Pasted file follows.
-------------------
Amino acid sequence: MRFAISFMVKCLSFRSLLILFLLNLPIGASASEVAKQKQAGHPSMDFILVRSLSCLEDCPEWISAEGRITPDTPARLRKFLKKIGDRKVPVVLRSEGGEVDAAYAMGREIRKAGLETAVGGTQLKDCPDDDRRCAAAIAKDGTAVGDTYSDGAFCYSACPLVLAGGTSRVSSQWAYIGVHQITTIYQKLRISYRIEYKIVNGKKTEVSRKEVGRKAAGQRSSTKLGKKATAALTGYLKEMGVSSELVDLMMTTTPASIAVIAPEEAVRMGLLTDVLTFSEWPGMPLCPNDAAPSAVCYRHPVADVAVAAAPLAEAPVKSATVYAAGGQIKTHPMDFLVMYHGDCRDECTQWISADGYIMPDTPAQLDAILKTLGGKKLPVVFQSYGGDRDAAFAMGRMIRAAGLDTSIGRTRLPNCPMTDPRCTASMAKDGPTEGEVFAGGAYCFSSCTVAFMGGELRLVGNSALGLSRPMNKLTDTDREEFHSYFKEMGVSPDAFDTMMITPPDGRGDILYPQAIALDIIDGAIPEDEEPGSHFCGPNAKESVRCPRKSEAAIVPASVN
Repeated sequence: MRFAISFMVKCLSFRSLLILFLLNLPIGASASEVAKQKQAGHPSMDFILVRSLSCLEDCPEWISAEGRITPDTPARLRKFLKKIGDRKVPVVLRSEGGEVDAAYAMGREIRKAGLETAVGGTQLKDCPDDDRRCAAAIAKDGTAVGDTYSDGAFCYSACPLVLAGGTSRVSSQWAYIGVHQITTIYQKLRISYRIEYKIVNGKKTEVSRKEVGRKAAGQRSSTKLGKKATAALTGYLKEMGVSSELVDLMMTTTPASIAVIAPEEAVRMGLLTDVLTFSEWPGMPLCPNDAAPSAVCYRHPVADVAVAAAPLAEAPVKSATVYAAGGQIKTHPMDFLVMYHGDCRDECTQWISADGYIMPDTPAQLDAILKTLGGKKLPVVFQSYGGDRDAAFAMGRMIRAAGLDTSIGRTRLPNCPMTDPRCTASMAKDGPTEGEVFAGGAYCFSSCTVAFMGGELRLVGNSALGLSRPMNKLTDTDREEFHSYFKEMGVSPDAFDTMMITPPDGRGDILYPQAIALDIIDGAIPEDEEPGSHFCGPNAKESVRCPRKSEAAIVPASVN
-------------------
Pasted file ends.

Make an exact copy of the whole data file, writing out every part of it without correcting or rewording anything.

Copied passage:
Amino acid sequence: MRFAISFMVKCLSFRSLLILFLLNLPIGASASEVAKQKQAGHPSMDFILVRSLSCLEDCPEWISAEGRITPDTPARLRKFLKKIGDRKVPVVLRSEGGEVDAAYAMGREIRKAGLETAVGGTQLKDCPDDDRRCAAAIAKDGTAVGDTYSDGAFCYSACPLVLAGGTSRVSSQWAYIGVHQITTIYQKLRISYRIEYKIVNGKKTEVSRKEVGRKAAGQRSSTKLGKKATAALTGYLKEMGVSSELVDLMMTTTPASIAVIAPEEAVRMGLLTDVLTFSEWPGMPLCPNDAAPSAVCYRHPVADVAVAAAPLAEAPVKSATVYAAGGQIKTHPMDFLVMYHGDCRDECTQWISADGYIMPDTPAQLDAILKTLGGKKLPVVFQSYGGDRDAAFAMGRMIRAAGLDTSIGRTRLPNCPMTDPRCTASMAKDGPTEGEVFAGGAYCFSSCTVAFMGGELRLVGNSALGLSRPMNKLTDTDREEFHSYFKEMGVSPDAFDTMMITPPDGRGDILYPQAIALDIIDGAIPEDEEPGSHFCGPNAKESVRCPRKSEAAIVPASVN
Repeated sequence: MRFAISFMVKCLSFRSLLILFLLNLPIGASASEVAKQKQAGHPSMDFILVRSLSCLEDCPEWISAEGRITPDTPARLRKFLKKIGDRKVPVVLRSEGGEVDAAYAMGREIRKAGLETAVGGTQLKDCPDDDRRCAAAIAKDGTAVGDTYSDGAFCYSACPLVLAGGTSRVSSQWAYIGVHQITTIYQKLRISYRIEYKIVNGKKTEVSRKEVGRKAAGQRSSTKLGKKATAALTGYLKEMGVSSELVDLMMTTTPASIAVIAPEEAVRMGLLTDVLTFSEWPGMPLCPNDAAPSAVCYRHPVADVAVAAAPLAEAPVKSATVYAAGGQIKTHPMDFLVMYHGDCRDECTQWISADGYIMPDTPAQLDAILKTLGGKKLPVVFQSYGGDRDAAFAMGRMIRAAGLDTSIGRTRLPNCPMTDPRCTASMAKDGPTEGEVFAGGAYCFSSCTVAFMGGELRLVGNSALGLSRPMNKLTDTDREEFHSYFKEMGVSPDAFDTMMITPPDGRGDILYPQAIALDIIDGAIPEDEEPGSHFCGPNAKESVRCPRKSEAAIVPASVN